Of Mice and Men: Teacher's Deluxe Edition

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Penguin, Jan 3, 2013 - Fiction - 122 pages
Penguin Classics presents John Steinbeck’s classic tale as an eBook enhanced with ten exclusive video clips featuring students responses, questions for classroom discussions, and an American Dream assignment

Nobel Prize-winner John Steinbeck’s Of Mice and Men remains one of America's most widely read and taught novels. An unlikely pair, George and Lennie, two migrant workers in California during the Great Depression, grasp for their American Dream.

Laborers in California's dusty vegetable fields, they hustle work when they can, living a hand-to-mouth existence. For George and Lennie have a plan: to own an acre of land and a shack they can call their own. When they land jobs on a ranch in the Salinas Valley, the fulfillment of their dream seems to be within their grasp. But even George cannot guard Lennie from the provocations, nor predict the consequences of Lennie's unswerving obedience to the things George taught him.

Of Mice and Men: Teacher’s Edition includes the following:

• An introduction and suggested further reading by Susan Shillinglaw, a professor of English at San Jose State University and Scholar-in-Residence at the National Steinbeck Center in Salinas
• The poem “To a Mouse, On Turning Her Up in Her Nest with the Plough, November 1785” by Robert Burns (the original source of Steinbeck’s title Of Mice and Men)
• The 1962 Nobel Banquet Speech by John Steinbeck
• An exclusive audio interview with award-winning actor James Earl Jones on his stage performances in Of Mice and Men
• Ten exclusive videos of students on major themes from the novel tied to group discussion questions included in the eBook, and an American Dream assignment, for the ultimate educational experience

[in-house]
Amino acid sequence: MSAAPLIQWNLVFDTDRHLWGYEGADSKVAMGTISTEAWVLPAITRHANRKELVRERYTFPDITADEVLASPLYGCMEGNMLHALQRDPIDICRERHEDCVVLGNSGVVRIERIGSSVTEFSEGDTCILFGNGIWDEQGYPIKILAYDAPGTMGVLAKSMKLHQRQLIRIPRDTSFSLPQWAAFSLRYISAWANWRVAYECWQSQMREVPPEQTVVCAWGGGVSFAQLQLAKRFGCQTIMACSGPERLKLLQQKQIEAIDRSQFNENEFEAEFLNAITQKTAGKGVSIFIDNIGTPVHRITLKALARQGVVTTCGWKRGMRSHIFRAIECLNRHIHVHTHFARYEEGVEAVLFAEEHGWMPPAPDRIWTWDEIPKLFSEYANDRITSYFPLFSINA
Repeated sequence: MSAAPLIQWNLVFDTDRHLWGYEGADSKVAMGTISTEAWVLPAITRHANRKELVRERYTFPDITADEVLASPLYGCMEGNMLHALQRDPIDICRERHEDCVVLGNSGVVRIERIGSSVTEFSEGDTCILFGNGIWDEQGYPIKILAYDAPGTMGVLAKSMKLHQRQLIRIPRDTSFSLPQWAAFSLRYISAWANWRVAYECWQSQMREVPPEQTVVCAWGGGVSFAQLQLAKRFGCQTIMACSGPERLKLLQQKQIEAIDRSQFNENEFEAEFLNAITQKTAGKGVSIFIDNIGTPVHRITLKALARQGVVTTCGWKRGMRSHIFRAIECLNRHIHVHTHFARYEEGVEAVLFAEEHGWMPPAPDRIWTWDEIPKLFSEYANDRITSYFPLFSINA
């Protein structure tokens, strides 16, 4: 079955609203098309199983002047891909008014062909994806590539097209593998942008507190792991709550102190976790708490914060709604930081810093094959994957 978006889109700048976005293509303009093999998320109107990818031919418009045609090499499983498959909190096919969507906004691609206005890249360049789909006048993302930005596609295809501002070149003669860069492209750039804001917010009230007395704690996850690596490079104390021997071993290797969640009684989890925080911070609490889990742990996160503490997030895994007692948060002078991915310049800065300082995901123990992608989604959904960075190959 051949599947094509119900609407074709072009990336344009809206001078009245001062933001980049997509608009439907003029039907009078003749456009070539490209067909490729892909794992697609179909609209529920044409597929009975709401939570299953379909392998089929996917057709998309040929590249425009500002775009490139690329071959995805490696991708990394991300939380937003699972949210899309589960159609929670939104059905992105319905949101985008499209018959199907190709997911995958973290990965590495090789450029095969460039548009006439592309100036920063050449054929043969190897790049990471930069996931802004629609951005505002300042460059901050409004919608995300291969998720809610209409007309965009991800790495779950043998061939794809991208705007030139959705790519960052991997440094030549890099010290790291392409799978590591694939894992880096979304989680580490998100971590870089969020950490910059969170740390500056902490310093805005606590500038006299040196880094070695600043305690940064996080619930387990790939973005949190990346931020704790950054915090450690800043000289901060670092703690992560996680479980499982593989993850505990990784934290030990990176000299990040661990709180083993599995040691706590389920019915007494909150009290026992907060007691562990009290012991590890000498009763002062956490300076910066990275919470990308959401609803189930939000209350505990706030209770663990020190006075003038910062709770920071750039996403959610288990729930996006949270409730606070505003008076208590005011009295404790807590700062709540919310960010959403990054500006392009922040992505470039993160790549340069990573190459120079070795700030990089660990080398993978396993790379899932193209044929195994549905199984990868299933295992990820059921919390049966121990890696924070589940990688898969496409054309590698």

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Contents

Projecting Guides
Suggestions for Further Reading
Nobel Banquet Speech by John Steinbeck
A Note ontheText
26
Copyright

Common terms and phrases

About the author (2013)

John Steinbeck was born in Salinas, California, in 1902, grew up in a fertile agricultural valley about twenty-five miles from the Pacific Coast and both valley and coast would serve as settings for some of his best fiction. In 1919 he went to Stanford University, where he intermittently enrolled in literature and writing courses until he left in 1925 without taking a degree. During the next five years he supported himself as a laborer and journalist in New York City, all the time working on his first novel, Cup of Gold (1929). After marriage and a move to Pacific Grove, he published two California books, The Pastures of Heaven (1932) and To a God Unknown (1933), and worked on short stories later collected in The Long Valley (1938). Popular success and financial security came only with Tortilla Flat (1935), stories about Monterey's paisanos. A ceaseless experimenter throughout his career, Steinbeck changed courses regularly. Three powerful novels of the late 1930s focused on the California laboring class: In Dubious Battle (1936), Of Mice and Men (1937), and the book considered by many his finest, The Grapes of Wrath (1939). Early in the 1940s, Steinbeck became a filmmaker with The Forgotten Village (1941) and a serious student of marine biology with Sea of Cortez (1941). He devoted his services to the war, writing Bombs Away (1942) and the controversial play-novelette The Moon is Down (1942). Cannery Row (1945), The Wayward Bus (1948), another experimental drama, Burning Bright (1950), and The Log from the Sea of Cortez (1951) preceded publication of the monumental East of Eden (1952), an ambitious saga of the Salinas Valley and his own family's history. The last decades of his life were spent in New York City and Sag Harbor with his third wife, with whom he traveled widely. Later books include Sweet Thursday (1954), The Short Reign of Pippin IV: A Fabrication (1957), Once There Was a War (1958), The Winter of Our Discontent (1961), Travels with Charley in Search of America (1962) America and Americans (1966), and the posthumously published Journal of a Novel: The East of Eden Letters (1969), Viva Zapata! (1975), The Acts of King Arthur and His Noble Knights (1976), and Working Days: The Journals of The Grapes of Wrath (1989). He died in 1968, having won a Nobel Prize in 1962.

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